Though the Holocaust is one of the most documented events in all of human history, the phenomena of denial, distortion, and dilution are among many reasons the ongoing work of documentation is important. And yet, for all the work that is done, all the evidence that is gathered, there seems something often neglected. The human face, the pathos of this event, is too quickly passed over. The sheer magnitude of corporate destruction somehow serves to deflect the onlooker’s attention from an unfathomable personal toll. When one speaks of a thousand, a million, six million, the personal experience of the individual son or daughter, brother or sister, mother or father, is too readily subsumed in the statistic. The stories included in this exhibition are an attempt to address that deficit.
I first photographed Holocaust survivors in 2008 when Sheree and I were visiting friends in a Kibbutz. Upon learning that many of the residents had arrived as orphans following the Shoah, we asked to meet. And thus, this work had a beginning.
From interviews typically ninety minutes duration, a mere fifteen to twenty-four lines of text have been distilled. These have been combined with black and white portraits and original music to create three minute stories. The various excerpts of survivor stories, taken as a whole, provide an overview of the events of that dark period.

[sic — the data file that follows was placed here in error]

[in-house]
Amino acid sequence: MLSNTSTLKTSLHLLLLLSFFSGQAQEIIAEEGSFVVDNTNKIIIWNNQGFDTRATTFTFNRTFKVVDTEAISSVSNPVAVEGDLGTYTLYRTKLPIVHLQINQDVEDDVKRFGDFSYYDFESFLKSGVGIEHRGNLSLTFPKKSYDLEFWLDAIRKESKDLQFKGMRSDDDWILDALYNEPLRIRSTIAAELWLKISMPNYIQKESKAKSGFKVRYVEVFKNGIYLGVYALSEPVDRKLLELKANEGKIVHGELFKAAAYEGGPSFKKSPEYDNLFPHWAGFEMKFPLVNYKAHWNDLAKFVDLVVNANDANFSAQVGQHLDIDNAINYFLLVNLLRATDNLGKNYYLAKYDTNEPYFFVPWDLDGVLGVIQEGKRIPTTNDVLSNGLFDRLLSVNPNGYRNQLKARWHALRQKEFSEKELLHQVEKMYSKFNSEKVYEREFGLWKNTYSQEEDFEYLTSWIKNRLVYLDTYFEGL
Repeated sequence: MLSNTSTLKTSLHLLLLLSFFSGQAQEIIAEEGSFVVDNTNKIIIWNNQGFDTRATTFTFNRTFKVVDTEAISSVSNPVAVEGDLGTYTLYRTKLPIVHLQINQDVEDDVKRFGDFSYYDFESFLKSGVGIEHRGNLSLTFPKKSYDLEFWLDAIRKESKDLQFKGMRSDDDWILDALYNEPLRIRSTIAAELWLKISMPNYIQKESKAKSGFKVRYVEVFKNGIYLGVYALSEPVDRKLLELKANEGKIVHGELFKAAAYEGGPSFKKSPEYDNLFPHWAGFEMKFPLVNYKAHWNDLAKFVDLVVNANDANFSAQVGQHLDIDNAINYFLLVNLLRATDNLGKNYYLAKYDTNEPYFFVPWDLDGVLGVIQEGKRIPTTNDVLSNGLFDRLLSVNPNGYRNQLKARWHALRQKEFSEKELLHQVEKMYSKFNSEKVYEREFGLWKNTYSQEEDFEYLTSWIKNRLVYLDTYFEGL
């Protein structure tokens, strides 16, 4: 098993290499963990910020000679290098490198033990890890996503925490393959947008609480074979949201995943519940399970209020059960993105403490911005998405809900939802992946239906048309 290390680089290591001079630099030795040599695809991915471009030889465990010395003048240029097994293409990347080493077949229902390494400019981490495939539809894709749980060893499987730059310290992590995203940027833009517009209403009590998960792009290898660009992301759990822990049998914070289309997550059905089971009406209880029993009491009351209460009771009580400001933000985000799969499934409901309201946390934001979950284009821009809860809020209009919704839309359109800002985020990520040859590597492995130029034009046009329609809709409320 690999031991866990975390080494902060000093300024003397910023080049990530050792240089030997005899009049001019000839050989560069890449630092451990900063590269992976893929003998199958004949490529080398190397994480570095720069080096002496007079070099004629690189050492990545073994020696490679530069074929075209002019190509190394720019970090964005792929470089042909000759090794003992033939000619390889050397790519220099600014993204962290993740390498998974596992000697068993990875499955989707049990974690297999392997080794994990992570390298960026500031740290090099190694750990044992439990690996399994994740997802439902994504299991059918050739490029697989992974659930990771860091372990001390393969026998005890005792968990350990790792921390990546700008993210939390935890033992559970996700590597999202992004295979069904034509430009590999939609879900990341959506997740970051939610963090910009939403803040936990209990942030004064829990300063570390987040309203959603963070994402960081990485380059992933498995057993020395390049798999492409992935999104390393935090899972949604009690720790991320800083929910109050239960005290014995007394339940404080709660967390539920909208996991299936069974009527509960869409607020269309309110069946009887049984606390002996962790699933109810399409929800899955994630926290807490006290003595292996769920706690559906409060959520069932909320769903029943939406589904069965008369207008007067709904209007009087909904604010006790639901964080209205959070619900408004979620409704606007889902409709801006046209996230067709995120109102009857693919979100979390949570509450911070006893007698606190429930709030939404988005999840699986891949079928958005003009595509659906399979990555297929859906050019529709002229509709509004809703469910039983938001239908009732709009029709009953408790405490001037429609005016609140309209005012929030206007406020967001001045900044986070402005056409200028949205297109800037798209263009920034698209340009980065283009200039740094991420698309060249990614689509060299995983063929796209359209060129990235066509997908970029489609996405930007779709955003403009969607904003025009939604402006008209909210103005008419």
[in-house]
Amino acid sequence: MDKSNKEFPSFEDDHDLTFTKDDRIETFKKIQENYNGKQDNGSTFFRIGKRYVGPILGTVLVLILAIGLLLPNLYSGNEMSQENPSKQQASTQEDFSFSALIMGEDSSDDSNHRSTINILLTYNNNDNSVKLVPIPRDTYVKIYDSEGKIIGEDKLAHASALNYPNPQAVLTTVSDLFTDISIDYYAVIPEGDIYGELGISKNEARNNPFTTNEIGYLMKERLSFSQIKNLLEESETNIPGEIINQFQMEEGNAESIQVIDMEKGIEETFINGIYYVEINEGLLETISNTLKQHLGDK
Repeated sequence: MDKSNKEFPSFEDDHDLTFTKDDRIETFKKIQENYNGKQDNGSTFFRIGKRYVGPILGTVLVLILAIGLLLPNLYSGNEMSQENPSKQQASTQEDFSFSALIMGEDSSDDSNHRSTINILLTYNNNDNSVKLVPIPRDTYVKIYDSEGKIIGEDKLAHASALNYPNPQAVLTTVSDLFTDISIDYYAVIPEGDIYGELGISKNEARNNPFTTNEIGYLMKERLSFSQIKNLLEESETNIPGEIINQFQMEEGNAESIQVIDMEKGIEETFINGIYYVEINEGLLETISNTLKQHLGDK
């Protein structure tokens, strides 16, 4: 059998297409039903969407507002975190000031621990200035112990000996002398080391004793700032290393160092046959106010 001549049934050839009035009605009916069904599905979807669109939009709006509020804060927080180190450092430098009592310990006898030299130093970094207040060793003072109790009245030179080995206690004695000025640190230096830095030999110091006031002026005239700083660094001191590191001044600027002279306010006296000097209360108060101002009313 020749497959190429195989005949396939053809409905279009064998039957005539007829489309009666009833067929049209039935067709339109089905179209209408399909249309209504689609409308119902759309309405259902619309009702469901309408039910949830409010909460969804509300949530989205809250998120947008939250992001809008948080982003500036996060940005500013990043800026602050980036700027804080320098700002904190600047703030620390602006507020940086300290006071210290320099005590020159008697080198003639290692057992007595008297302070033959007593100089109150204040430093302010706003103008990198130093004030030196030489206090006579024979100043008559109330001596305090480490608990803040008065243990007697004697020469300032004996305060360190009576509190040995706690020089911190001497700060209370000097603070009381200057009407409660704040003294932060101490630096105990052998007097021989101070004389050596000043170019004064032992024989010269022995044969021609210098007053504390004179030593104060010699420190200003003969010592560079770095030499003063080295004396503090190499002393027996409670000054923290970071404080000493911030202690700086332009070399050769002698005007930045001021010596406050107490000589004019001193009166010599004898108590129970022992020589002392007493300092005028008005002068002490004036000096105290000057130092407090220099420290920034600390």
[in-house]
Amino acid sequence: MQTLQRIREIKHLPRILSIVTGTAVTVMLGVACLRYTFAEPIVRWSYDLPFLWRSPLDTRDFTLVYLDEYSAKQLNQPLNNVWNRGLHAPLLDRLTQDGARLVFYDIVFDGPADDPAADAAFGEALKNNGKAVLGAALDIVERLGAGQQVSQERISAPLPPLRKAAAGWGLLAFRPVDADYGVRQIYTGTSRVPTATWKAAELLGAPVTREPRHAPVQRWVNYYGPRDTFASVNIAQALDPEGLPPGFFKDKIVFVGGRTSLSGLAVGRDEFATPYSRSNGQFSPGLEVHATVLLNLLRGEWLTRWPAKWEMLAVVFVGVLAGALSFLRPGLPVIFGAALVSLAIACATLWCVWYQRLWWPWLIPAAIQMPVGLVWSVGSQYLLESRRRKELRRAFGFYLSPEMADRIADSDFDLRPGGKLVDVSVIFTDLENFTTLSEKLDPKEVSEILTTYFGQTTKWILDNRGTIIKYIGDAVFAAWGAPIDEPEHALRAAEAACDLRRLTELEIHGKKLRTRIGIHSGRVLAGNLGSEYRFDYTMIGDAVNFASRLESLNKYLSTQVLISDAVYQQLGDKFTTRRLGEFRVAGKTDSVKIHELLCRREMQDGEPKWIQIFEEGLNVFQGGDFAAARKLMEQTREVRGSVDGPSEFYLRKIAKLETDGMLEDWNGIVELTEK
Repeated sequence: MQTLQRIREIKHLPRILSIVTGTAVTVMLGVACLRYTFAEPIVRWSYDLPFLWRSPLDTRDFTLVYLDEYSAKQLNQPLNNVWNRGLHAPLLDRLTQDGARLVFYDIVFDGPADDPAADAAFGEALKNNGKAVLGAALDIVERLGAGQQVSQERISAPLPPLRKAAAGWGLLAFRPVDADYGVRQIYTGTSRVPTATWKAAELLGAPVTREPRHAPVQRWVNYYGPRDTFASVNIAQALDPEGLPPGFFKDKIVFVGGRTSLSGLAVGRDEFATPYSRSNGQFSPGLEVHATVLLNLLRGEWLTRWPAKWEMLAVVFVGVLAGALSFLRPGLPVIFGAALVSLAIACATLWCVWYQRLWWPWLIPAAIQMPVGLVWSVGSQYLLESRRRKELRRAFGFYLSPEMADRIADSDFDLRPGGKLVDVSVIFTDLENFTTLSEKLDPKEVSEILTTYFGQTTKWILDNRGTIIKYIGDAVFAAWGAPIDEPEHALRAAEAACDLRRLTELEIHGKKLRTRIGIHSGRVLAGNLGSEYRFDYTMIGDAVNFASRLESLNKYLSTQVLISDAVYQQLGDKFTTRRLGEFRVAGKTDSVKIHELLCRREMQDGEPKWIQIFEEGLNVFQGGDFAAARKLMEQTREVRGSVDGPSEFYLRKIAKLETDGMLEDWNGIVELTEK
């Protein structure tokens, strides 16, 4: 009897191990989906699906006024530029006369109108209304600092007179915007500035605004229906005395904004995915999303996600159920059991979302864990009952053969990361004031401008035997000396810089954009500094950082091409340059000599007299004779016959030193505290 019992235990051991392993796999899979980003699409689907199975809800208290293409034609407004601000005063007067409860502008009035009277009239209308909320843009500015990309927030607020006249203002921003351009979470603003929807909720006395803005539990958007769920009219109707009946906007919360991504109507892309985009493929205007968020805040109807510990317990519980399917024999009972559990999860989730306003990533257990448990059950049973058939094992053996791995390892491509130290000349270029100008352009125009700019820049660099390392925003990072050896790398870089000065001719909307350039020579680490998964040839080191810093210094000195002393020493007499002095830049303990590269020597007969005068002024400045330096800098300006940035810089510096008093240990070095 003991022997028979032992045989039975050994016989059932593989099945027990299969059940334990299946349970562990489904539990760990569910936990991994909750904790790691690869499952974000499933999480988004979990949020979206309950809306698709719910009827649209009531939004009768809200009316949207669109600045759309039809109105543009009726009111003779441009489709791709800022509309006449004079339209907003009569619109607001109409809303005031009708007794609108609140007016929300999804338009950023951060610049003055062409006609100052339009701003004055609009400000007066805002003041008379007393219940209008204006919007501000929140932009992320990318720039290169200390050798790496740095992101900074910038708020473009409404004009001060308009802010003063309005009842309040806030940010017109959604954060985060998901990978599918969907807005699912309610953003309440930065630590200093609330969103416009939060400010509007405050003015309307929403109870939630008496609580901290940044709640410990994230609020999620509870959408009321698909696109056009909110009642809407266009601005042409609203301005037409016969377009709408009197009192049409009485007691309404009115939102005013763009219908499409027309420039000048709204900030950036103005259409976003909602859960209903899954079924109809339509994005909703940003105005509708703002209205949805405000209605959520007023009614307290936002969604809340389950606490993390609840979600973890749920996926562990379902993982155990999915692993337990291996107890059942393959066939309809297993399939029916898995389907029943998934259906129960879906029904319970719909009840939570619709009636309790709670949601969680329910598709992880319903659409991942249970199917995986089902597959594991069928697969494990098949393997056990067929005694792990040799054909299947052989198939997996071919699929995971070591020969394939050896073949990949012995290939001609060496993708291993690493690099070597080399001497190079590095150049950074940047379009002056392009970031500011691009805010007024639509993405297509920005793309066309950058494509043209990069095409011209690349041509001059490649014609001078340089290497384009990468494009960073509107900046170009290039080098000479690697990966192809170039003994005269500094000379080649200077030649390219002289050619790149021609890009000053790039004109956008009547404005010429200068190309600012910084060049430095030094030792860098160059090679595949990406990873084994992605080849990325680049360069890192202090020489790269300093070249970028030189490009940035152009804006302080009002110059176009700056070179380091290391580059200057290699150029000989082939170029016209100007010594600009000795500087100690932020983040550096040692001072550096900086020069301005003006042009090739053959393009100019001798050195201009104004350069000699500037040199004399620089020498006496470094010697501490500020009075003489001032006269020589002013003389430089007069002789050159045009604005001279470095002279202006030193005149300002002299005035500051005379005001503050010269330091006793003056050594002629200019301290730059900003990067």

Because my goal has been to present a well rounded introduction to the events of which Auschwitz has become a symbol, not all the survivors featured in this exhibition experienced Auschwitz. The sagas of survival could not be more varied: from being sheltered in relative comfort, to being constantly on the run, hunted like wild animals, to being cared for amongst Partisans, to posing as a Nazi in the Hitler Youth Movement.
Photography took place during the survivors’ interviews, in every case using only available window light. The earliest of the portraits were shot in 2011, using older equipment. The most recent portraits were shot late 2019. Images from Auschwitz-Birkenau were shot in September 2019.
The mass murder of European Jews by the Nazis during World War II.
[Hebrew: calamity, destruction]
The Holocaust refers to the systematic murder of six million Jews by the Nazis and their collaborators during World War Two.
Europe’s Jewish population in the 1930’s numbered nine million. Poland was at that time home to the world’s largest Jewish community. It had been so for centuries. By the time World War II ended in 1945, six million European Jews had been murdered. Many had been reduced to ashes in facilities built by Hitler’s regime for the annihilation of Jewish people. The Nazis referred to the murder of Jews as The Final Solution to the Jewish Problem.
Poland’s Jewish community, formerly over three million, had been reduced to about 300,000. Large numbers of Gypsies, homosexuals, and other groups were murdered by the Nazis, but it was the Jewish people who were most intensively and intentionally targeted.
The Holocaust raises many perplexing questions.
Why did so many ordinary Europeans cooperate with Hitler’s programme of Jewish persecution (actively or passively), and why did relatively few resist?
Was the systematic murder of Jews on an industrial scale an anomaly of history, or merely the worst manifestation of a hatred that for thousands of years has simmered and frequently boiled over?
How was it possible that a “Christian” society as highly educated and cultured as that of 1930’s Germany could spawn such evil?
Our exhibitions, alone, cannot provide satisfactory answers. They can and do, however, convey some of what happened and provide a human face for what has become, for many, merely a faceless statistic.
Opening Ceremony – 12 September 2023